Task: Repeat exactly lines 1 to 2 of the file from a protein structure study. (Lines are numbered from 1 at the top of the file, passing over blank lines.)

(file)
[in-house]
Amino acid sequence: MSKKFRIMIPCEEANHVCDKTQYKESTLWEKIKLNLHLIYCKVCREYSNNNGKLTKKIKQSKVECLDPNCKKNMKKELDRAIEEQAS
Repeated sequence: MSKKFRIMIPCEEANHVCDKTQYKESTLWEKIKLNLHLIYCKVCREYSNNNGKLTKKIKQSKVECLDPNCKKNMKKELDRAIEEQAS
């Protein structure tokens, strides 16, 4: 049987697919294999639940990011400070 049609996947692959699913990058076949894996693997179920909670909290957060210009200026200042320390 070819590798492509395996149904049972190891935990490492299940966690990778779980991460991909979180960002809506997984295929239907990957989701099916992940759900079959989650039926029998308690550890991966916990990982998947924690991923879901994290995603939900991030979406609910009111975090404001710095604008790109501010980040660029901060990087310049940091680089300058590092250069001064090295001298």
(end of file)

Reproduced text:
[in-house]
Amino acid sequence: MSKKFRIMIPCEEANHVCDKTQYKESTLWEKIKLNLHLIYCKVCREYSNNNGKLTKKIKQSKVECLDPNCKKNMKKELDRAIEEQAS